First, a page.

Monday, April 27, 2009

forum on youth ministry

This week I'm attending the forum on youth ministry held here at my seminary. It happens ever year, but previously it's been in the middle of finals week so I haven't been able to go. This year it's the week after finals, AND we now get a credit for going (and writing a little reflection paper). So it started today and goes through Thursday night. This is my last seminary credit!!!

Today we had opening worship, an "extended seminar," small groups and a workshop/elective. The sermon focused on our favorite passage as Friends, John 15 about us being Jesus' friends, and greater love has no one than to lay down one's life for a friend. It was a good sermon, emphasizing the need for community--real, live community--in this age of social fragmentation where so many people from the US say they have only a couple people they can actually talk to, and 25% say they have no one they ca really talk to.

I went to an "extended seminar" about "What Christianity is Not," emphasizing the "apophatic" side of theology. That means that although we can't know and describe who God IS, we can say some things about who God is not, label false gods that we try to set up in our lives and doctrines, and in that way clear off the junk that gets in the way of what faith is truly about. This way of doing theology is more common in the Eastern Orthodox tradition, but I think it is also why Quakers tend to have a lot in common theologically with Eastern Orthodox thought, as well as mystics of all stripes. (E.g. Meister Eckhart and his "cloud of unknowing," etc.) This was a good lecture, but it didn't really connect with anything about youth ministry. It's the one I'll be going to all week, so hopefully as it develops, the connections will become more apparent.

Then I went to a workshop on "the empowering mosaic," meaning encouraging diversity in our faith communities. This is something I've been thinking about a lot lately, and unfortunately in an hour we couldn't get to a whole lot of the nitty-gritty stuff, but it was still helpful. For me, I think it's really important for us to think about "diversity" not only in terms of the color of the skin of people in our meetings for worship, but to think about ethnic diversity, and socio-economic diversity. I don't think most Friends are racist, but I think we tend to be rather classist. Anyone is welcome to come to our meetings for worship, but they need to be part of the culture we're part of--the middle class, English-speaking, interested-in-helping-other-people culture. These things are not bad, but when they become the defining factors between who's "in" and who's "out," that's a problem. And when the people we're "helping" start coming to worship and they don't fit that criteria (because they're not middle class and they don't help people, in our definition, but are the ones being "helped"), then we inadvertently exclude them by the way we unconsciously define ourselves as communities.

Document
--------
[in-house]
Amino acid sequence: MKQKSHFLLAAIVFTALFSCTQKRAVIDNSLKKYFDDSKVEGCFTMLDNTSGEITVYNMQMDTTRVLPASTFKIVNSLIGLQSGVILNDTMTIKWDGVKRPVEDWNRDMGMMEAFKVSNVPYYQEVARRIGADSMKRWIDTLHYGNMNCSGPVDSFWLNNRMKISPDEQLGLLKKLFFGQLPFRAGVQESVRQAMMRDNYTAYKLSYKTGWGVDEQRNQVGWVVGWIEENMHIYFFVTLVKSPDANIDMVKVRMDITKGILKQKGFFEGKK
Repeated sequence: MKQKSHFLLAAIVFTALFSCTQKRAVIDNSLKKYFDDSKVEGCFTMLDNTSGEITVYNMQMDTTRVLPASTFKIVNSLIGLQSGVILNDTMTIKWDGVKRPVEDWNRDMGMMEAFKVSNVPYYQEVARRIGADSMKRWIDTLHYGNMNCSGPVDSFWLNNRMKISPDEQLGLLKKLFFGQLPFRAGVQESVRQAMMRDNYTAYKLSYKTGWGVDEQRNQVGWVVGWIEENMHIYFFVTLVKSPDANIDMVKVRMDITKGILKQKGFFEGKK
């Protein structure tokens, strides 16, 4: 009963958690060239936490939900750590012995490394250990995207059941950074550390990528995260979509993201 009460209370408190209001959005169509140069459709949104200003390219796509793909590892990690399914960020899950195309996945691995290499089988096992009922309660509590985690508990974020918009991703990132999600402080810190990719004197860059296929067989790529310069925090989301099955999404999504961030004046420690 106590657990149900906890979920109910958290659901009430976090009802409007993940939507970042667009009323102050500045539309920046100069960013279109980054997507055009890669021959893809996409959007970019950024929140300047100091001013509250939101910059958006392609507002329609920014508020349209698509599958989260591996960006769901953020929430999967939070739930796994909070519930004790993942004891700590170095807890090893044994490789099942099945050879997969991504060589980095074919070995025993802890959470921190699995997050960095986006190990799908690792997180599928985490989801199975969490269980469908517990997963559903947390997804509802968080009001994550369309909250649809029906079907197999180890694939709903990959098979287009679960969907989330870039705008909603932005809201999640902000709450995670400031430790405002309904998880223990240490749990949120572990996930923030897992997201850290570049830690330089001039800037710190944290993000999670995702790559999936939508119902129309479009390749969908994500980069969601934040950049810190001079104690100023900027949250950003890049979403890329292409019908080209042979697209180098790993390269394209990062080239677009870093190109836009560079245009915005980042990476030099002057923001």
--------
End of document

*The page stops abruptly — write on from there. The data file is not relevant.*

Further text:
Anyway, this workshop was about helping shape the culture of our communities so they are ready for more diversity of all these kinds. So it was interesting and productive, I think.

Well, that's my day. At the same time I'm also still working on German, so I have a test on Thursday, with of course tons of time to study this week, between that and the forum...which is why I'm sitting here blogging...

1 comment:

Anonymous said...

Very interesting, Cherice. One concern I have: I hope you aren't right about Friends being classist. I suppose a similar argument could be made that we are racist, but you said we aren't. Yet although we are quite open to other races, few show up. They may not feel comfortable with our form of worship. If non-middle class persons don't show up and feel that we are inadvertently excluding them, we need to make some changes. Thanks for opening the door to some needed thought.

Gr. Ralph